Tuesday 17 July 2018

Young royal newlyweds can expect a warm Irish welcome

Harry and Meghan
Harry and Meghan

Alan O'Keeffe

The arrival of Meghan Markle and Prince Harry in Ireland this Tuesday for a two day visit will help to showcase Dublin in the international media.

The Duke and Duchess of Sussex have been invited to Ireland to make their first overseas trip as a married couple.

They will visit President Michael D Higgins at Aras an Uachtarain and they will be greeted by the Taoiseach and members of the Government.

They will go to Croke Park to be treated to a demonstration of the skills needed to play hurling and Gaelic football.

The Dublin stadium is proving to be an increasingly popular visitor destination as the headquarters of the GAA.

A large number of people have been invited to attend a garden party being hosted in the couple's honour by the British Ambassador Robin Barnett.

The royals will visit Trinity College in Dublin where they will be given a personal viewing of the Book of Kells.

They will visit EPIC - the Irish Emigration Museum - where they will learn some of the stories of the 10m people who formed the Irish Diaspora in settling in countries all over the world.

There will be a sombre period of reflection nearby at the Irish Famine Memorial where statues of gaunt famine victims are situated on the dockside beside the Liffey.

Meghan and Harry will also visit DogPatch Labs, which is a co-working space for technology start-ups and they will be able to meet the students attending free coding workshops.

Taoiseach Leo Varadkar said the couple's visit was very significant and underlined the importance of Anglo-Irish relations.

He said he was "really looking forward" to their visit and they would be made "very welcome".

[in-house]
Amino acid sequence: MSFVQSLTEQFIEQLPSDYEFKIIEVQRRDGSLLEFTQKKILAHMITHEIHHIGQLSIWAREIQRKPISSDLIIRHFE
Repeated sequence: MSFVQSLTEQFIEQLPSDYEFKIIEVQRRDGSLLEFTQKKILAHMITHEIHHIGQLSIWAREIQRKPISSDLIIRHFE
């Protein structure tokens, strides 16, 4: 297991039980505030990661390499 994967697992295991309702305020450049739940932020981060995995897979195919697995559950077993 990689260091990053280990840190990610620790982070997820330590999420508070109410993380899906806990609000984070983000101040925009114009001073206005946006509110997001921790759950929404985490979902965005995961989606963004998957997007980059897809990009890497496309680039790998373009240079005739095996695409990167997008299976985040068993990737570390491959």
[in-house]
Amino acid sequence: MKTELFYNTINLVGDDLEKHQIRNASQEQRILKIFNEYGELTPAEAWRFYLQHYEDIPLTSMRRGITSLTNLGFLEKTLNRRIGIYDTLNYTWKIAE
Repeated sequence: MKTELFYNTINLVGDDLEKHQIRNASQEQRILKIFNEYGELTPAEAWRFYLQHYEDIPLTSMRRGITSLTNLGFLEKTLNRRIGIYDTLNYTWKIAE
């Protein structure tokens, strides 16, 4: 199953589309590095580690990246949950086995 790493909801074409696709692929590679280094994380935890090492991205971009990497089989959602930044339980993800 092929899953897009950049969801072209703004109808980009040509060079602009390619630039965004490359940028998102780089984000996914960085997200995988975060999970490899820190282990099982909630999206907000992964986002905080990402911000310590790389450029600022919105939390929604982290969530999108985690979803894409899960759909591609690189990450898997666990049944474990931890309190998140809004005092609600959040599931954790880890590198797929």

"It is the first visit they will have made overseas since they got married and even though they haven't officially visited Ireland before, I think they are going to be extremely welcome and I look forward to welcoming them," he said.

Mr Varadkar said such ties were never more important between the two countries with Brexit looming.

"I think with the United Kingdom leaving Europe, we are really going to need to focus a lot more on bilateral relationships, and visits of the president to the UK or members of the royal family to Ireland to help cement that very close relationship between Britain and Ireland," he said.

While it is Prince Harry's first time in Ireland, it will not be the first visit by Meghan - she visited Dublin four years ago.

Kensington Palace stated the couple "are looking forward to learning more about Ireland's history and experiencing its rich culture, as well as meeting the people who are shaping the country's future".

It will be the second royal visit to Ireland this summer after Prince Charles and his wife Camilla visited Cork and Kerry recently.

Tourism Ireland chief executive Niall Gibbons said the visit of the young newlyweds will be "a wonderful opportunity to showcase Dublin and Ireland to a huge audience of prospective holidaymakers across Britain and has the potential to deliver a major boost to Irish tourism".

Sunday Independent

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